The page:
Va. Man Foresaw Dangers In Iraq

In this undated photo released by Christian Peacemaker Teams, Tom Fox, right, attends a protest in the West Bank.
In this undated photo released by Christian Peacemaker Teams, Tom Fox, right, attends a protest in the West Bank. (Nasser Shiyoukhi -- Associated Press)
By Timothy Dwyer and Michael Laris
Washington Post Staff Writers
Thursday, December 1, 2005

As Tom Fox headed toward the end of his first week in captivity in Iraq, friends said the 54-year-old musician and peace activist was well aware of the dangers he faced in the war-ravaged country.

He was so realistic, in fact, that he devised a written plan he distributed to friends and co-workers that they should follow if he were taken hostage. Don't pay ransom for his return, he wrote in an October 2004 e-mail, and reject the use of violence in trying to win his freedom. Don't "vilify" the abductors, he said, but instead "try to understand the motives of their actions."

Fox was kidnapped Saturday as he and three colleagues with a North America-based peace group were on their way to a meeting with a Muslim leader in which they planned to represent the families of imprisoned Iraqis, according to a former teacher in close touch with Fox.

Yesterday, there were no new communications from the Swords of Righteousness Brigade, which took responsibility for the kidnapping of Fox and his three co-workers, all of them members of Christian Peacemaker Teams, an antiwar organization with offices in Chicago and Toronto.

"We are very worried about our four friends," Christian Peacemaker Teams said in a statement on its Web site yesterday. "We fear that whoever is holding them has made a mistake. [They] are four men who came to Iraq to work for peace and explain their opposition to the occupation. They are not spies."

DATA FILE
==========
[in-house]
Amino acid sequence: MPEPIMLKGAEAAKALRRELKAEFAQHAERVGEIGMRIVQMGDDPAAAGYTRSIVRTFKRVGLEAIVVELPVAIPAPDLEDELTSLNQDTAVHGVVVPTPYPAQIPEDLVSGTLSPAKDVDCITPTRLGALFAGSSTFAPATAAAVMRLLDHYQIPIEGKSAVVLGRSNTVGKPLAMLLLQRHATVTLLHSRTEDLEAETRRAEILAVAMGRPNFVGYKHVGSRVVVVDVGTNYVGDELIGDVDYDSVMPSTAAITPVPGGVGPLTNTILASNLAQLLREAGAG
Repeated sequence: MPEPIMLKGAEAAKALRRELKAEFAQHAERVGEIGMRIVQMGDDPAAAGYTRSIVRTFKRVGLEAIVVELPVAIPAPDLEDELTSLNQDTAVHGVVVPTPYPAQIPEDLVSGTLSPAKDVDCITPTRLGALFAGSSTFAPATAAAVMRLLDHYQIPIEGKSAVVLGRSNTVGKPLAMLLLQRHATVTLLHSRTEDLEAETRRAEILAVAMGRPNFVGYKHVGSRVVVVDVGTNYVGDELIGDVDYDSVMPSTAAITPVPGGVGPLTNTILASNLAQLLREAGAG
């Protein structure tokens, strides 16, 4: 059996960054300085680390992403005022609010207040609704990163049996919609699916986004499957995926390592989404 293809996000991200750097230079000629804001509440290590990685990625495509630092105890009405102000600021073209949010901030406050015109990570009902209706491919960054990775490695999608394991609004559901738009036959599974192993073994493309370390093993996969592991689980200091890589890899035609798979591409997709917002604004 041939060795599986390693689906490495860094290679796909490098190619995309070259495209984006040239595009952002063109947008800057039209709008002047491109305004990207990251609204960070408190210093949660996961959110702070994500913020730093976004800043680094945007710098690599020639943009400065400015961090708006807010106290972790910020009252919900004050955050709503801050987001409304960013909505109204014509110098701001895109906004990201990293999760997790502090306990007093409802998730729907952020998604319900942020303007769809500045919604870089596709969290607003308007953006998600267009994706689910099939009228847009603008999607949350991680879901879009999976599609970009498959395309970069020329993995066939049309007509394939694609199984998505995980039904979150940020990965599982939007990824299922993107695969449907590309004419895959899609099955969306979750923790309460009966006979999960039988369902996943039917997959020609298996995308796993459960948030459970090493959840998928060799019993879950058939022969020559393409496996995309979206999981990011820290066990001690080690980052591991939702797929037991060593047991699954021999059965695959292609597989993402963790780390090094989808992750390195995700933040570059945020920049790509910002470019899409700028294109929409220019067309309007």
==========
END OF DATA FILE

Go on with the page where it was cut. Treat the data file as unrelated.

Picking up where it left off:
Last night, about 75 people gathered at a worship service for Fox and the other captives at the Langley Hill Friends Meeting in McLean, where Fox is a longtime member. Services also were held in Winchester, Va., and at Eastern Mennonite University in Harrisonburg, Va., where Fox took classes before going to Iraq.

At the service in McLean, where Fox's e-mail from 2004 was read aloud, his friends reminisced about his ideals. One woman said that just before Fox left for Iraq, he told her, "Too many are willing to die for war and too few are willing to die for peace."

Although worried friends talked about him in careful terms, saying they feared something they might say could endanger him, they all focused on his love of peace and his fierce dedication to its principles.

"Tom wades in. He doesn't stand at the side," said Lauri Perman, who has known Fox for 15 years. "Making peace for him is not a matter of staying safe. He goes where the need is."

Maj. Douglas Powell, a spokesman for the U.S. Marines, refused to comment on Fox or his record with the Marine Corps. "We will not disclose any information about any hostage," he said.

Fox was born in Chattanooga and graduated with a double degree in music performance and education from George Peabody College for Teachers, now part of Vanderbilt University, in Nashville. An accomplished clarinetist, he spent 20 years playing with the Marine Corps Band, most of that time in the Washington area, said a friend who did not want to be named. As a band member, the friend said, Fox was not required to undergo basic training.

He has two college-age children. His friend described him as "the most loving father anyone could be."

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